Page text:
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The Hess’s films just seem unable to commit to deeper than surface details. In Gentlemen Broncos, though, they get those dead right. Like all their films to date their credits sequence is perfectly brilliant. Using paperback dime novels looks great and sets the proper tone for the film. The art direction of the film keeps the tenor throughout as well, with everything giving off a second hand vibe. The whole movie looks like it could have been found in a used bookstore. It looks musty, if that’s even possible.

The characters certainly needed some more of this kind of attention to detail. I never really felt like I knew any of them in the end, never had a clear sense of what they wanted or were trying to accomplish. Benjamin, the lead protagonist is just sort of any kid who writes genre fiction. The biggest failure of his character is the lack of vocabulary in his writing. Words like “crap” pop up all too frequently in a cheap attempt at humor. Writers, especially writers trying to give genre fiction respectability, don’t use that kind of phrasing when they have eight syllable words in their pockets. The villain, Ronald Chevalier, pulls the shtick off much better. His washed up hack, all bluff and affectation, works as a foil for the naïve and unaffected Benjamin. I like Jennifer Coolidge in her role as Benjamin’s mother, though her character is given far too much screen time.

That’s representative of another of the film’s problems; too many side plots are started for a 90 minute film. Too much time is devoted to Coolidge’s burgeoning gown designer career, then Benjamin’s story is terribly filmed by fellow-fantasy writer’s camp goers Lonnie and Tabatha, AND the film intersperses moments from Benjamin’s book featuring Sam Rockwell as the titular Bronco. While a few of these serve the story, it features far too many for its own benefit. Too many threads dangle in the end and too few tie up satisfactorily.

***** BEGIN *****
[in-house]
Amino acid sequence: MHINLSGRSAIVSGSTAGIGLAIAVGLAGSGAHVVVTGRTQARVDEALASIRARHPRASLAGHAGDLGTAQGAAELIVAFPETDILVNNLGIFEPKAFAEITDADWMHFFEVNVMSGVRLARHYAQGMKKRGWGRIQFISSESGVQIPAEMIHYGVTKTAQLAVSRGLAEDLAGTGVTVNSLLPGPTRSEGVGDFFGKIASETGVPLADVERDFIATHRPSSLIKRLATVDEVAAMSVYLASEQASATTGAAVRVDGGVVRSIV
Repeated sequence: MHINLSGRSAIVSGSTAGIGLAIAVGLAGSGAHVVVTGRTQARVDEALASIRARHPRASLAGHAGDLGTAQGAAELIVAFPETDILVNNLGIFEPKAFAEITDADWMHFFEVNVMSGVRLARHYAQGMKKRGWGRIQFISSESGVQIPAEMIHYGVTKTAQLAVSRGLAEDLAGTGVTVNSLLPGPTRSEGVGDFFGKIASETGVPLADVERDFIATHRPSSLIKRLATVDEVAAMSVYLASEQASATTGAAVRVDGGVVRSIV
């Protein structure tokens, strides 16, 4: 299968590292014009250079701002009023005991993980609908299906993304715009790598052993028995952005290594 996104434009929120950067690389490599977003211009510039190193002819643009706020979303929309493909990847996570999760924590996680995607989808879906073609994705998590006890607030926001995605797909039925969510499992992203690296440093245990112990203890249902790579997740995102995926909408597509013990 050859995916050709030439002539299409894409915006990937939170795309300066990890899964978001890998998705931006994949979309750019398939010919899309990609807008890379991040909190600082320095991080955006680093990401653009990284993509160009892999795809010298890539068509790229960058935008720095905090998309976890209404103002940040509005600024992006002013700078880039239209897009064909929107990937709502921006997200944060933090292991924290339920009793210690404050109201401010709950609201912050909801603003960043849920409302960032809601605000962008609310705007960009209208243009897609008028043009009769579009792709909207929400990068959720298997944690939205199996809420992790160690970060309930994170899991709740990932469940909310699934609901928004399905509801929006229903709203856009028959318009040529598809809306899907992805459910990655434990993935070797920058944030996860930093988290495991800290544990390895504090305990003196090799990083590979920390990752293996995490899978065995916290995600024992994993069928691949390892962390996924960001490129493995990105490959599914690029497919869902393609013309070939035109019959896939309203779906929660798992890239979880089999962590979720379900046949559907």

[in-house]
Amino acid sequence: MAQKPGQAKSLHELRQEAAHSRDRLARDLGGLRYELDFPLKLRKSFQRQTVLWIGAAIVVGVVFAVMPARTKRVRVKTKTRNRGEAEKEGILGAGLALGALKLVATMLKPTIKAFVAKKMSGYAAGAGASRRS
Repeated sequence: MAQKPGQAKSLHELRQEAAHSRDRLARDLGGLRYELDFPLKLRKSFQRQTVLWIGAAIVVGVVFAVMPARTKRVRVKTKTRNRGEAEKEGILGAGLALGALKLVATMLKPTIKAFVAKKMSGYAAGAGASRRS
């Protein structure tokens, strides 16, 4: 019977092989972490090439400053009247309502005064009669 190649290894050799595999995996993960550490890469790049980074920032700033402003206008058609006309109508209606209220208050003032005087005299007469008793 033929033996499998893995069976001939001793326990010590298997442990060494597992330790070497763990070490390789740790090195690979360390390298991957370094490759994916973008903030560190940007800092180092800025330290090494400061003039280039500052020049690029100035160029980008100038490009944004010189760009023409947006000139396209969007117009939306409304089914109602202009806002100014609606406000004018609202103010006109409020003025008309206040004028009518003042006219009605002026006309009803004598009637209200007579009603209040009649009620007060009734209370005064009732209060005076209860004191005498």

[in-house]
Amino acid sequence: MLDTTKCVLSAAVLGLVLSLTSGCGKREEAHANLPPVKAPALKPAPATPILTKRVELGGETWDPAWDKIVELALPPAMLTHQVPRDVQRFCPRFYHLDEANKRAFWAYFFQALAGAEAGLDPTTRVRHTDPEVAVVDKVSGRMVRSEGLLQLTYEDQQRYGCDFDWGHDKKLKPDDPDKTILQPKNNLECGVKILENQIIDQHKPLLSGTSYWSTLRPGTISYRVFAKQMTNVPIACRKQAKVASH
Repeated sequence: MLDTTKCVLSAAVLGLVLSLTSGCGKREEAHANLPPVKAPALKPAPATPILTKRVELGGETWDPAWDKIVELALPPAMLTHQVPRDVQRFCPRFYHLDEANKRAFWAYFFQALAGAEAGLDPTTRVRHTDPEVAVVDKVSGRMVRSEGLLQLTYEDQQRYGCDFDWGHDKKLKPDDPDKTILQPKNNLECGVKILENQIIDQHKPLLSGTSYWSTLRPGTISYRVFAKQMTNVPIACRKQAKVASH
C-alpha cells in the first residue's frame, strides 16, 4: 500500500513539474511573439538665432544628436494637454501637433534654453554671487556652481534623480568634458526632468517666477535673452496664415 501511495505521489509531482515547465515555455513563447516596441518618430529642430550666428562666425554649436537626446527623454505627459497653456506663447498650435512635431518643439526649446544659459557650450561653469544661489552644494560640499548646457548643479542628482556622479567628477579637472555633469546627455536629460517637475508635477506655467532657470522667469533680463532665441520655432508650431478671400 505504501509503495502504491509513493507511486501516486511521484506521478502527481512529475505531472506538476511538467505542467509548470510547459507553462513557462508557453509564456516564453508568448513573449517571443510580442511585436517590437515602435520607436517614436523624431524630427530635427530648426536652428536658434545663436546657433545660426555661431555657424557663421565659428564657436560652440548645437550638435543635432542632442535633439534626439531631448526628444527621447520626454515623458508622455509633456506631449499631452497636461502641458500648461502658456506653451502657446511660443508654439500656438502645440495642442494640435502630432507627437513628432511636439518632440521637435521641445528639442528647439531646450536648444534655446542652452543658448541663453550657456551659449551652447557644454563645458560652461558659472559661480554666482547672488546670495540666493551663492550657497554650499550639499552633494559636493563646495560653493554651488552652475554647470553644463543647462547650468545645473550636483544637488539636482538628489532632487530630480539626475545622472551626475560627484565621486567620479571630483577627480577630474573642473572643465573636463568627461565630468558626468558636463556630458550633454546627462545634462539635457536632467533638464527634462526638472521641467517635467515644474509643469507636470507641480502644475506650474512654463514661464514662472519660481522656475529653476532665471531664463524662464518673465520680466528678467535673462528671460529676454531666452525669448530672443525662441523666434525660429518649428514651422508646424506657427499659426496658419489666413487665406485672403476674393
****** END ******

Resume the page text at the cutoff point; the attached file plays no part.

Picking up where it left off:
I mentioned a cheap attempt at humor already but some of the scatological stabs in the film are far too juvenile. A scene revolving around a first kiss and vomit is positively revolting. It turned my stomach. It’s a scene you might expect from John Waters but never did I imagine it playing in a Jared Hess movie. A cannon extends from a reindeer’s backside in another move that succeeds only in dragging the film down. It’s not even funny when it happens.

A number of scenes feel like they were written assuming that they would be funny without ever postulating as to why. I got the sense that the writers decided to point a camera at something, in this case genre writers of little fame, with the assumption that it would just be funny, without thinking about why it would be. And they are half right in their deduction. There are tons of jokes to be made about their subject. They just didn’t make any of them. They got the surface correct but never looked into the heart of their topic. I never felt any love of sci-fi/fantasy books from the creators and that makes a huge difference in the film’s quality. You can pick apart a thing you don’t love but you can’t show really why it’s funny without some deeper affection for it. And that heart is what’s chiefly missing from Gentlemen Broncos. 2 stars

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2 Comments

  1. Just tries to be quirky, and odd while forgetting ever to be funny. It’s a bummer that the cast tries their hardest, because they are just let down by this dumb script.

    • Yes, it was a disappointing handling of some really ripe material. Thanks for reading.


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